Though he’s one of Brian Eno’s most notable collaborators, American trumpeter Jon Hassell has long had a distinguished career in his own right. For the reissue of 1990′s City: Works of Fiction, All Saints has pulled out all the stops: The original hour-long release is complemented by a 1989 New York City concert recording, mixed live by Eno, as well as a third disc of demos, alternates and recent remixes. Hassell’s signature sound, electronically treated and at once woozy and startlingly immediate, is as present as ever, yet compared to much of Hassell’s work both before and since this album, City can feel like a bit of a curio.
Certainly Hassell’s famed self-described “Fourth World” aesthetic remains palpable, where musical styles from around the world are recombined to suggest cultures that never quite existed. Yet the album’s specific end-of-the-’80s sheen, incorporating, among other elements, a mix of well-polished funk and boxy drum machines, feels less exploratory than airless. Compared to something like the Bomb Squad’s contemporaneous rewiring of urban sounds, songs like “Voiceprint (Blind From the Facts)” could almost be soundtrack cuts from an arty action film of the era: stylish, yet nowhere near as viscerally thrilling.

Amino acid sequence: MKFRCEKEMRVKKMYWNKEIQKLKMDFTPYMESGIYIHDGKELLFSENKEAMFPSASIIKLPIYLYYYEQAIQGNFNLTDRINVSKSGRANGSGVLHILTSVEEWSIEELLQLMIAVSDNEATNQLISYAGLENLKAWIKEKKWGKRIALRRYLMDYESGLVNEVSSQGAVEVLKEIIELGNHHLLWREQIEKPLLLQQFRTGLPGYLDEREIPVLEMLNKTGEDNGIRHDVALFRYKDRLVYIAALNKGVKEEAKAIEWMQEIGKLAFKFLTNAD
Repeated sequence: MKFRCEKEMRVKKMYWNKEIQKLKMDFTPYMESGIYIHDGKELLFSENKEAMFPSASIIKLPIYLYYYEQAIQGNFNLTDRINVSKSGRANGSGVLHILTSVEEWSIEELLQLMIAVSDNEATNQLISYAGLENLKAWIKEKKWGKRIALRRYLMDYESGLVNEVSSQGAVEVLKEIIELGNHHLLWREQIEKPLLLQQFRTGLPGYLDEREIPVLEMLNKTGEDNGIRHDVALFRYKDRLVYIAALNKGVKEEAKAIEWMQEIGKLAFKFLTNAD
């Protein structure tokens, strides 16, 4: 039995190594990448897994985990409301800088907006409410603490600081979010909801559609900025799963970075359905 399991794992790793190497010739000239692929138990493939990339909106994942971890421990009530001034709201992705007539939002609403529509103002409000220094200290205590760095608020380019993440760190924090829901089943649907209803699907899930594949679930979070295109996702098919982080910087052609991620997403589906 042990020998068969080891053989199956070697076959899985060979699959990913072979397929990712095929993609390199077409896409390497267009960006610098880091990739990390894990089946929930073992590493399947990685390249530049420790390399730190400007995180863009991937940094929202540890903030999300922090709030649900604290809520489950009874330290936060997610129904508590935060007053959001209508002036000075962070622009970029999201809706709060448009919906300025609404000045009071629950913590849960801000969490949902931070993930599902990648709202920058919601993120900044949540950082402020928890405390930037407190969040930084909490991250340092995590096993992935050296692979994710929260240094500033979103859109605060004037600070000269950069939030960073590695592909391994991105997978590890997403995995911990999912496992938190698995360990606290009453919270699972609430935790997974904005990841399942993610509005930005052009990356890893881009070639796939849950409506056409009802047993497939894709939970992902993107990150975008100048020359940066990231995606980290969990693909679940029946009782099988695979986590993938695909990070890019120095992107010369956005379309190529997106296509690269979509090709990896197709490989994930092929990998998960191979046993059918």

But Hassell’s own distinct performances, pressing against the arrangements and sometimes bursting through them like alien signals, always suggests something else entirely. His is a quizzical intensity that never feels totally familiar or settled, and City: Works of Fiction revels in its liminal state between the acoustic and the electric. Sometimes, as on “Pagan,” it’s immediate, sketching out initial melodies as well as distressed shadings. His soloing, mixed with his rhythmic overdubs on “Ba-Ya D” is beautiful, while the song’s distant beats reach toward the idea of ‘fiction’ in the album title, somewhere familiar yet not quite real. On the wonderful “Tikal,” one of the shortest songs but one that almost begs to be extended, he shimmers around a percussion pattern with heavy echo, suggesting mystery with every note.
It’s telling that the live performance, featuring the players that eventually worked on the studio effort, feels much more involving than the studio takes from the get-go, with slow, snaky efforts setting an attractively murky feeling that Hassell explores on songs like “Alchemistry” and “Adedara Rising.” The final disc is more of a catchall, but the remixes from acts like patten and 808 State, reprising their role as remixers for “Voiceprint” at the time, help underscore Hassell’s own continuing impact.